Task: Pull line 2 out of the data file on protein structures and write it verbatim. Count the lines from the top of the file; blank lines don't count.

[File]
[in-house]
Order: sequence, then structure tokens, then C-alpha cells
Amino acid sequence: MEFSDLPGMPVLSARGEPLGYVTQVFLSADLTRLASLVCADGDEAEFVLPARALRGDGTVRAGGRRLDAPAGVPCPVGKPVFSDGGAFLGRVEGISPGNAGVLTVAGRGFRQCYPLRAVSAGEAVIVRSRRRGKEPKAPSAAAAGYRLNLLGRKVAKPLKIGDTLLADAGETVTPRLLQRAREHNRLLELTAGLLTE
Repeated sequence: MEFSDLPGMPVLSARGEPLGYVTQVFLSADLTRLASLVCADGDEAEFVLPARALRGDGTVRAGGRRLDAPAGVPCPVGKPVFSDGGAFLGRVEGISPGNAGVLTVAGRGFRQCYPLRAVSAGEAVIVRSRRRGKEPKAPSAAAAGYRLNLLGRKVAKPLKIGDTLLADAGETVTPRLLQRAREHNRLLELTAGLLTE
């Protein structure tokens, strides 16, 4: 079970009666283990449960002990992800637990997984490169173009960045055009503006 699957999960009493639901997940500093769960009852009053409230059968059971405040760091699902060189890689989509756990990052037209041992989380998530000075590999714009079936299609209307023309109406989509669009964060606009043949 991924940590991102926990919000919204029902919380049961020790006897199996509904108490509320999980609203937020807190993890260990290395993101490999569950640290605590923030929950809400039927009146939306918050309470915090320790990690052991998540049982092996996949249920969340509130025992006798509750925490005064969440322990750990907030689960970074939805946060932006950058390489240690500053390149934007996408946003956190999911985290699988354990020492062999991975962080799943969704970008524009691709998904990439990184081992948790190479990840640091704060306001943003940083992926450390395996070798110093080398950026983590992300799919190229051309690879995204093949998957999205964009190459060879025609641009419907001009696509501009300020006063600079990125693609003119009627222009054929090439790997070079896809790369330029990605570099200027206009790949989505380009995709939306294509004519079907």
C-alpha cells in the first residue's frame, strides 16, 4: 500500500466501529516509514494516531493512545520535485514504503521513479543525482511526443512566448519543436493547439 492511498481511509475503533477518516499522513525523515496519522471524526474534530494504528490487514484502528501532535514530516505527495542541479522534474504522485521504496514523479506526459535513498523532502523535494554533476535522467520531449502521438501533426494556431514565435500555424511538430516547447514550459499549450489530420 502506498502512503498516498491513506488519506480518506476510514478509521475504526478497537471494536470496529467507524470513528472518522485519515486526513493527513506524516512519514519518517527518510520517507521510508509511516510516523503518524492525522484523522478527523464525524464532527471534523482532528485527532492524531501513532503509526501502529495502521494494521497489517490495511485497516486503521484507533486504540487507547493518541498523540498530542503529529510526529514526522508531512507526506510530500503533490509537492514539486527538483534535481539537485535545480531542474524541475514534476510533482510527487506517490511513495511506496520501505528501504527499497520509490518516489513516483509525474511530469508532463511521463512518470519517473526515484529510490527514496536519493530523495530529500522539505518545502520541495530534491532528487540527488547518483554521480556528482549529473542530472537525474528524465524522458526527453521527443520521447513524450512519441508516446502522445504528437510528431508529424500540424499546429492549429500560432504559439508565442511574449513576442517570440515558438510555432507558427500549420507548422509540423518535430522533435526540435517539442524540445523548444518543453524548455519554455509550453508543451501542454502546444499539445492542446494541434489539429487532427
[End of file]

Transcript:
Order: sequence, then structure tokens, then C-alpha cells